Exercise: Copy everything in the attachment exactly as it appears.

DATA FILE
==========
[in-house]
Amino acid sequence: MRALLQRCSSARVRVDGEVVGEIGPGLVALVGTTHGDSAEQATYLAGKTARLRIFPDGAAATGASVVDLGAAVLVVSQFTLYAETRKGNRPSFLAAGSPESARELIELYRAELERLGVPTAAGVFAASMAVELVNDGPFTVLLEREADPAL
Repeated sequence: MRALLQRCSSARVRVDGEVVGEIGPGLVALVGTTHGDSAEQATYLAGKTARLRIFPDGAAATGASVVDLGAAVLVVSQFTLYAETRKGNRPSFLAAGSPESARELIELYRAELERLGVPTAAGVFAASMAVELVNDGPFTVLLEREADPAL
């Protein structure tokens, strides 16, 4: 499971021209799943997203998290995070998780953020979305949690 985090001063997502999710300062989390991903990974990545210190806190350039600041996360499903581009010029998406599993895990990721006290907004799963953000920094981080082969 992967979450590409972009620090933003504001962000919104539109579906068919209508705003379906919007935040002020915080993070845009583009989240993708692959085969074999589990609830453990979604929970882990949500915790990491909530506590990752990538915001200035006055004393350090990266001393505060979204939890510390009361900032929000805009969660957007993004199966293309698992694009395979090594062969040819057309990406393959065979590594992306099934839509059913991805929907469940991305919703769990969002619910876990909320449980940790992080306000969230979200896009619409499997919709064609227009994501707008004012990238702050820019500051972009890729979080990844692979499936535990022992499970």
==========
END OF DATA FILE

[in-house]
Amino acid sequence: MRALLQRCSSARVRVDGEVVGEIGPGLVALVGTTHGDSAEQATYLAGKTARLRIFPDGAAATGASVVDLGAAVLVVSQFTLYAETRKGNRPSFLAAGSPESARELIELYRAELERLGVPTAAGVFAASMAVELVNDGPFTVLLEREADPAL
Repeated sequence: MRALLQRCSSARVRVDGEVVGEIGPGLVALVGTTHGDSAEQATYLAGKTARLRIFPDGAAATGASVVDLGAAVLVVSQFTLYAETRKGNRPSFLAAGSPESARELIELYRAELERLGVPTAAGVFAASMAVELVNDGPFTVLLEREADPAL
């Protein structure tokens, strides 16, 4: 499971021209799943997203998290995070998780953020979305949690 985090001063997502999710300062989390991903990974990545210190806190350039600041996360499903581009010029998406599993895990990721006290907004799963953000920094981080082969 992967979450590409972009620090933003504001962000919104539109579906068919209508705003379906919007935040002020915080993070845009583009989240993708692959085969074999589990609830453990979604929970882990949500915790990491909530506590990752990538915001200035006055004393350090990266001393505060979204939890510390009361900032929000805009969660957007993004199966293309698992694009395979090594062969040819057309990406393959065979590594992306099934839509059913991805929907469940991305919703769990969002619910876990909320449980940790992080306000969230979200896009619409499997919709064609227009994501707008004012990238702050820019500051972009890729979080990844692979499936535990022992499970």